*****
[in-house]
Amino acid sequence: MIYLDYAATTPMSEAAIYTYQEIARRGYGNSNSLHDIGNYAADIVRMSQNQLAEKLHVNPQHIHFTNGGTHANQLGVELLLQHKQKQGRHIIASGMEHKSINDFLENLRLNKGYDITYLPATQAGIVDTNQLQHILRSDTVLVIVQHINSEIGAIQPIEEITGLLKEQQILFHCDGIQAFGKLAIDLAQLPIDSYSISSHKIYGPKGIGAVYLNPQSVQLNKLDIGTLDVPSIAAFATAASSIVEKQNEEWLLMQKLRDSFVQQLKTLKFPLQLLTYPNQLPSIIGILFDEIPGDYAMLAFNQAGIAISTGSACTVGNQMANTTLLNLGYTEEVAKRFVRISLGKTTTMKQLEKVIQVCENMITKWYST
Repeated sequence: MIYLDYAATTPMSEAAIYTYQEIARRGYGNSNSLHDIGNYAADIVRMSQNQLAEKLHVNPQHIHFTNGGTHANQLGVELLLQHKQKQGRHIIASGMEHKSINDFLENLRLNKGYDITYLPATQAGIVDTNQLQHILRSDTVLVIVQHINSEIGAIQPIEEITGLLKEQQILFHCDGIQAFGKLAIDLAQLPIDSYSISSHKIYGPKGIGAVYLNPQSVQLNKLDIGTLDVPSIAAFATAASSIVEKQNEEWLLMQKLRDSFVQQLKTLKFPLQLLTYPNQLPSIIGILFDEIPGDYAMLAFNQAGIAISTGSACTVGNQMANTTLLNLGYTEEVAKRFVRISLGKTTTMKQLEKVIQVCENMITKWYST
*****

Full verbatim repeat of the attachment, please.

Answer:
[in-house]
Amino acid sequence: MIYLDYAATTPMSEAAIYTYQEIARRGYGNSNSLHDIGNYAADIVRMSQNQLAEKLHVNPQHIHFTNGGTHANQLGVELLLQHKQKQGRHIIASGMEHKSINDFLENLRLNKGYDITYLPATQAGIVDTNQLQHILRSDTVLVIVQHINSEIGAIQPIEEITGLLKEQQILFHCDGIQAFGKLAIDLAQLPIDSYSISSHKIYGPKGIGAVYLNPQSVQLNKLDIGTLDVPSIAAFATAASSIVEKQNEEWLLMQKLRDSFVQQLKTLKFPLQLLTYPNQLPSIIGILFDEIPGDYAMLAFNQAGIAISTGSACTVGNQMANTTLLNLGYTEEVAKRFVRISLGKTTTMKQLEKVIQVCENMITKWYST
Repeated sequence: MIYLDYAATTPMSEAAIYTYQEIARRGYGNSNSLHDIGNYAADIVRMSQNQLAEKLHVNPQHIHFTNGGTHANQLGVELLLQHKQKQGRHIIASGMEHKSINDFLENLRLNKGYDITYLPATQAGIVDTNQLQHILRSDTVLVIVQHINSEIGAIQPIEEITGLLKEQQILFHCDGIQAFGKLAIDLAQLPIDSYSISSHKIYGPKGIGAVYLNPQSVQLNKLDIGTLDVPSIAAFATAASSIVEKQNEEWLLMQKLRDSFVQQLKTLKFPLQLLTYPNQLPSIIGILFDEIPGDYAMLAFNQAGIAISTGSACTVGNQMANTTLLNLGYTEEVAKRFVRISLGKTTTMKQLEKVIQVCENMITKWYST